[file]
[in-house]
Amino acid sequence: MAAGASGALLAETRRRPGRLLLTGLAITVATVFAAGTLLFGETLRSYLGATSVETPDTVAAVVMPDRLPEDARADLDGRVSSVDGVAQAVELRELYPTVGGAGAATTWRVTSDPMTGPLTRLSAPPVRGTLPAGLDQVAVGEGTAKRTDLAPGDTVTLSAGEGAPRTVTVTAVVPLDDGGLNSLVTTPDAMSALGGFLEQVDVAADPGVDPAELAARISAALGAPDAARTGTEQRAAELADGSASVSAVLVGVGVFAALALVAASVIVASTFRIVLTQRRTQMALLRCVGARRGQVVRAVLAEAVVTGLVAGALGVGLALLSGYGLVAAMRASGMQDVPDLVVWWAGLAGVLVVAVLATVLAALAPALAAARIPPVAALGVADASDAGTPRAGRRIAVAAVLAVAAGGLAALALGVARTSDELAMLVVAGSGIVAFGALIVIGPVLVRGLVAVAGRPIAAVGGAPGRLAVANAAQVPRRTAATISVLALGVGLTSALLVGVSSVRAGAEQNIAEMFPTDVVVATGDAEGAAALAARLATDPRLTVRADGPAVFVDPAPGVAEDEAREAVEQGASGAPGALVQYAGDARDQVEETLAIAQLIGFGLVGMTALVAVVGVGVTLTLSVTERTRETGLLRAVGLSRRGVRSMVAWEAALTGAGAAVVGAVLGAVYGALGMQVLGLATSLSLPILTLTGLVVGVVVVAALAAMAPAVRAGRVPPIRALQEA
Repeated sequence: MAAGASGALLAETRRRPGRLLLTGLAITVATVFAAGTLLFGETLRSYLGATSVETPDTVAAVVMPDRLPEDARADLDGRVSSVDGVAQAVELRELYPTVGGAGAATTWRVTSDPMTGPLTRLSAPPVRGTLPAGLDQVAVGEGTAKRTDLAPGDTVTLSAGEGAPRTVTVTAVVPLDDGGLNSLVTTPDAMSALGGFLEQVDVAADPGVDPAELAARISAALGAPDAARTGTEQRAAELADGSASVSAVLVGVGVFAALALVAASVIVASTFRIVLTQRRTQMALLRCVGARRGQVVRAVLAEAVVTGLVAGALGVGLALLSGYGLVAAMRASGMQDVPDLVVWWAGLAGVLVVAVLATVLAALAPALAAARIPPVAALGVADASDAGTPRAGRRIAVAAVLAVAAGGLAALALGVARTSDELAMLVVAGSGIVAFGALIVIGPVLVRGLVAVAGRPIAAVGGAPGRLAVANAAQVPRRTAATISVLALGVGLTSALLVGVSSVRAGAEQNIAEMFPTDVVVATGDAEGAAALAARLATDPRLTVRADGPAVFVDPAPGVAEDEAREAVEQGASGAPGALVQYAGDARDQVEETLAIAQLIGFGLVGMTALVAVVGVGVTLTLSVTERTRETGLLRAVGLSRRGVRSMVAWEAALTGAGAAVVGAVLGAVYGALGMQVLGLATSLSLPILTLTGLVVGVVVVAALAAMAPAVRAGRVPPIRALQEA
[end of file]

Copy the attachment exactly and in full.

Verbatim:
[in-house]
Amino acid sequence: MAAGASGALLAETRRRPGRLLLTGLAITVATVFAAGTLLFGETLRSYLGATSVETPDTVAAVVMPDRLPEDARADLDGRVSSVDGVAQAVELRELYPTVGGAGAATTWRVTSDPMTGPLTRLSAPPVRGTLPAGLDQVAVGEGTAKRTDLAPGDTVTLSAGEGAPRTVTVTAVVPLDDGGLNSLVTTPDAMSALGGFLEQVDVAADPGVDPAELAARISAALGAPDAARTGTEQRAAELADGSASVSAVLVGVGVFAALALVAASVIVASTFRIVLTQRRTQMALLRCVGARRGQVVRAVLAEAVVTGLVAGALGVGLALLSGYGLVAAMRASGMQDVPDLVVWWAGLAGVLVVAVLATVLAALAPALAAARIPPVAALGVADASDAGTPRAGRRIAVAAVLAVAAGGLAALALGVARTSDELAMLVVAGSGIVAFGALIVIGPVLVRGLVAVAGRPIAAVGGAPGRLAVANAAQVPRRTAATISVLALGVGLTSALLVGVSSVRAGAEQNIAEMFPTDVVVATGDAEGAAALAARLATDPRLTVRADGPAVFVDPAPGVAEDEAREAVEQGASGAPGALVQYAGDARDQVEETLAIAQLIGFGLVGMTALVAVVGVGVTLTLSVTERTRETGLLRAVGLSRRGVRSMVAWEAALTGAGAAVVGAVLGAVYGALGMQVLGLATSLSLPILTLTGLVVGVVVVAALAAMAPAVRAGRVPPIRALQEA
Repeated sequence: MAAGASGALLAETRRRPGRLLLTGLAITVATVFAAGTLLFGETLRSYLGATSVETPDTVAAVVMPDRLPEDARADLDGRVSSVDGVAQAVELRELYPTVGGAGAATTWRVTSDPMTGPLTRLSAPPVRGTLPAGLDQVAVGEGTAKRTDLAPGDTVTLSAGEGAPRTVTVTAVVPLDDGGLNSLVTTPDAMSALGGFLEQVDVAADPGVDPAELAARISAALGAPDAARTGTEQRAAELADGSASVSAVLVGVGVFAALALVAASVIVASTFRIVLTQRRTQMALLRCVGARRGQVVRAVLAEAVVTGLVAGALGVGLALLSGYGLVAAMRASGMQDVPDLVVWWAGLAGVLVVAVLATVLAALAPALAAARIPPVAALGVADASDAGTPRAGRRIAVAAVLAVAAGGLAALALGVARTSDELAMLVVAGSGIVAFGALIVIGPVLVRGLVAVAGRPIAAVGGAPGRLAVANAAQVPRRTAATISVLALGVGLTSALLVGVSSVRAGAEQNIAEMFPTDVVVATGDAEGAAALAARLATDPRLTVRADGPAVFVDPAPGVAEDEAREAVEQGASGAPGALVQYAGDARDQVEETLAIAQLIGFGLVGMTALVAVVGVGVTLTLSVTERTRETGLLRAVGLSRRGVRSMVAWEAALTGAGAAVVGAVLGAVYGALGMQVLGLATSLSLPILTLTGLVVGVVVVAALAAMAPAVRAGRVPPIRALQEA